Technological advantages over Linux

Paul Mather paul at
Fri Jul 24 16:00:19 UTC 2020

On Fri, 24 Jul 2020 12:21:27 +0100, Steve O'Hara-Smith <steve at> wrote:

> Message: 2
> Date: Fri, 24 Jul 2020 12:21:27 +0100
> From: Steve O'Hara-Smith <steve at>
> To: Victor Sudakov <vas at>
> Cc: freebsd-questions at
> Subject: Re: Technological advantages over Linux
> Message-ID: <20200724122127.08ea76b6881fd483dc212287 at>
> Content-Type: text/plain; charset=US-ASCII
> On Fri, 24 Jul 2020 10:28:40 +0700
> Victor Sudakov <vas at> wrote:
>> Victor Sudakov wrote:
>> 3. FreeBSD lacks a native docker (what prevents from fixing
> 	Isn't the whole point of docker to package applications in
> containers so that (among other simplifications) there was no need to
> support multiple versions of services in the same environment.
> 	One service, one container works just as well in jails as in
> docker, granted it's not as easy as writing a yaml file and watching a
> poorly understood swarm of thousands of containers spring to life and
> provide a load-balanced service, but it isn't hard especially with iocage
> templates.
> 	Personally I always run services in single service jails and have
> done for a lot longer than docker has existed. From what I can see docker
> offers very little advantage if what you need is one-off servers and you
> want complete control over what's on them and what they do. It offers huge
> advantages if you want to administer large load-balanced swarms of
> standardised components.

Whenever Docker comes up, it seems to me that in the FreeBSD world the cry that goes up is "they're just like jails."  In my experience, though, FreeBSD jails are more heavyweight than Docker containers.  Jails in FreeBSD are more analogous to using LXD in Linux---lightweight OS virtualisation.

Tools like iocage (which I use), Bastille, Pot, etc. reinforce this notion because they base their jails on FreeBSD releases.  So, you get a lot of heavyweight cruft installed (or available) that your application probably doesn't need (like compilers, mailers, etc.) as well as services running you might not need (like cron, syslogd, etc.).  I tried some years ago to create a very pared-down FreeBSD jail via /etc/src.conf settings (if nothing else but to reduce the internal attack surface of the jail), and found it quite tricky.  (There are several hidden dependencies that are not well documented or tested when it comes to removing them from the system.)  That's not to say you can't make a heavyweight Docker container, but there are a lot of *very* lightweight ones you can use as your starting point. :-)

The basic Docker paradigm is you execute one process in a container and when that process ends the container exits.  Where I work, it's common for people to use the Docker container version of the "aws" [i.e., FreeBSD devel/awscli] command (with its gazillion build dependencies) rather than install the software natively.  (Their "aws" command is basically an alias that invokes "docker run" on the "aws" Docker container.)  Also, at DockerCon 2020, there was a presentation by the CURL developers about their making and maintaining the official CURL Docker container ( so you could run "curl" similarly.  This makes it very easy to get access to any version of CURL you need (so long as you can run Docker), as befits a "Swiss Army knife"-like tool such as CURL.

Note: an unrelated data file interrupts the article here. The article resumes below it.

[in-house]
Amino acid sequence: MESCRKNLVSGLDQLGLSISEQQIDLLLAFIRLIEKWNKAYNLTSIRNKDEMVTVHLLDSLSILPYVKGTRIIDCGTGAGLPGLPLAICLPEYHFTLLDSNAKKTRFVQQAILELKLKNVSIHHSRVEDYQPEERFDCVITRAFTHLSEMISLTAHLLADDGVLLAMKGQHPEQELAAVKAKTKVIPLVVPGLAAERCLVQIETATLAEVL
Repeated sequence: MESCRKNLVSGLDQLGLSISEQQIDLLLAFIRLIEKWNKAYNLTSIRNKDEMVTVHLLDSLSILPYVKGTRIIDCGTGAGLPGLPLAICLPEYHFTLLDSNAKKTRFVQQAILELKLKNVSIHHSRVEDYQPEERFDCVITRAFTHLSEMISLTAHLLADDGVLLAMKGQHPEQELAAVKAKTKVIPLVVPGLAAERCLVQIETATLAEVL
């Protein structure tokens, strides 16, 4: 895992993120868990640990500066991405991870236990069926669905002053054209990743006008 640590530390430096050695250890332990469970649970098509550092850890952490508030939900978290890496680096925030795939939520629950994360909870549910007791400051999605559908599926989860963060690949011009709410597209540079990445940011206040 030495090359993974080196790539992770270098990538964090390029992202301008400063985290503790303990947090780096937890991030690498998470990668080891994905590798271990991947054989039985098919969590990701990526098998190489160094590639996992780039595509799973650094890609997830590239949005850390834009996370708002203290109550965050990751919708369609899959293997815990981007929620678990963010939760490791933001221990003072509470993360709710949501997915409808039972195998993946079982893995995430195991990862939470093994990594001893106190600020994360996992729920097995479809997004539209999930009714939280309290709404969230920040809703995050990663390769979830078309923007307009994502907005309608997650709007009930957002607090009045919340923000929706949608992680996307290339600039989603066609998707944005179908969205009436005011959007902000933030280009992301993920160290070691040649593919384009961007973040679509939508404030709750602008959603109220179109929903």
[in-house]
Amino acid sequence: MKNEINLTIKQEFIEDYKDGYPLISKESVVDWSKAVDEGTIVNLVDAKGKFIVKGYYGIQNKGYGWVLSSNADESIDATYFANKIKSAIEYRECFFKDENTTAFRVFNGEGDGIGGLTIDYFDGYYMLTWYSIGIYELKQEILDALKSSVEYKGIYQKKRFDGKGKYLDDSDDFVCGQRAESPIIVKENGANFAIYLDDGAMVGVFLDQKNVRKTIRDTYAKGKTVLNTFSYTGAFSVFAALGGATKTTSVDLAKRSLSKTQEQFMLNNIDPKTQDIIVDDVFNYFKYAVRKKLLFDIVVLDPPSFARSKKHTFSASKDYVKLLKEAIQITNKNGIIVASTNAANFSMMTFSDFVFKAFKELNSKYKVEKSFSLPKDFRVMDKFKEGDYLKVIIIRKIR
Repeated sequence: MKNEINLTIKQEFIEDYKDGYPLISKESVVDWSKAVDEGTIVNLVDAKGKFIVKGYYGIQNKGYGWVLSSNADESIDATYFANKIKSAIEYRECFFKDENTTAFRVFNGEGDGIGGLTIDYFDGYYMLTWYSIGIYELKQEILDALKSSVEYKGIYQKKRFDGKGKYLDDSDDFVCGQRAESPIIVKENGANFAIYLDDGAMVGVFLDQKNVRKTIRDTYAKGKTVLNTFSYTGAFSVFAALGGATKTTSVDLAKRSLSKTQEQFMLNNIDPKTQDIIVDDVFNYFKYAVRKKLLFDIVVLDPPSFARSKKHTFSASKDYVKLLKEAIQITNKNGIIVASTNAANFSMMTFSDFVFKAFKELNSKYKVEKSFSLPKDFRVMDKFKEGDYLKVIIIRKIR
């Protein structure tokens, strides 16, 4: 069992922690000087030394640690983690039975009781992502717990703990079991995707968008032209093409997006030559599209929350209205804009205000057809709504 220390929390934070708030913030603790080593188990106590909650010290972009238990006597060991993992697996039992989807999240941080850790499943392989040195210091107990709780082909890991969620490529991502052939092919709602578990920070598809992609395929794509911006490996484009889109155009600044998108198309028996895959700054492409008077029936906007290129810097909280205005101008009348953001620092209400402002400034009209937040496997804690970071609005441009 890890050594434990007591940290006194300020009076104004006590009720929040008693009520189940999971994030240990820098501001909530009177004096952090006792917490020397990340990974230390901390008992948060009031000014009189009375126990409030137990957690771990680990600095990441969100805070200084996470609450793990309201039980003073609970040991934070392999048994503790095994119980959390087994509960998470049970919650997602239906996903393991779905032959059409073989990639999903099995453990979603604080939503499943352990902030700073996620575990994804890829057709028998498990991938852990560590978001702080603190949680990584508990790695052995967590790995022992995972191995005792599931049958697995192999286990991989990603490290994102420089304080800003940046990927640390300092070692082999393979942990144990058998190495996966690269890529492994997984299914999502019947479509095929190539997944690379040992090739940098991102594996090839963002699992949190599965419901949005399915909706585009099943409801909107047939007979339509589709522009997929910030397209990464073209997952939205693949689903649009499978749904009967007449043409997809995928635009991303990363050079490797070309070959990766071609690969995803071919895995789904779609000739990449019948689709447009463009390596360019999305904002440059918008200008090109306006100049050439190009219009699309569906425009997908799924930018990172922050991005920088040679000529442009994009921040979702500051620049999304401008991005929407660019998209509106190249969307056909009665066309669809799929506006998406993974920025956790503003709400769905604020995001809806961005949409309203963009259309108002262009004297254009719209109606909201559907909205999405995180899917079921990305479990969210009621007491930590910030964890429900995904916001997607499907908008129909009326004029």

I have not seen FreeBSD jails used in as lightweight a fashion as that (i.e., running as application binaries).  Usually they are used to run long-running services.  I doubt that is a technological limitation of jails, but is probably a tooling issue.  And that, to me, is the main advantage of Docker: its ecosystem and mindshare.  My experience of FreeBSD jails is that it is a great technology that has been let down somewhat by poor tools and fragmented communities (ezjail vs. iocage vs. cbsd vs. etc.).  It's surprising to me that although jails were introduced in FreeBSD 4.0 it took until FreeBSD 9.1 for jail.conf to appear!  The great success of Docker, in my mind, is that it forged a community and a standardisation around use of containers.  Who knows, given better tools, maybe FreeBSD jails (and Solaris Zones, etc.) could have been just as big?

I think the other aspect of Docker containers you perhaps overlook is that they are based on immutable images.  That makes it very good for application deployment.  The "if what you need is one-off servers and you want complete control over what's on them and what they do" that you mention is rarely a use case for Docker containers in my experience.  (What you say sounds like LXD OS containers to me.)  What people want from Docker containers is a known application build that they can roll forward to or roll back to.  Even today, there is no standard image format for FreeBSD jails, and the tools for migration/rollback of jails is not standardised across the many different tools that let you work with jails.  Again, that's probably not the fault of jails but of the tooling ecosystem around them.  (It's not a technological limitation of jails.)

> 	Regardless what is with the idea that one OS must be "better" than
> another - a Stilson is not better than a ring spanner, they are simply
> suited to different (but similar) tasks.

I agree entirely with this.  That's why I have been loathe to contribute to this sort of thread until today.  But, I think with jails there's a conceit in the FreeBSD community that there's an element of "we had Docker containers years ago but we call them jails."  I don't think the comparison is 100% accurate.  I like jails, but I believe the tooling and ecosystem around them falls short of that around Docker.  That's a problem of support, not technology, IMHO.



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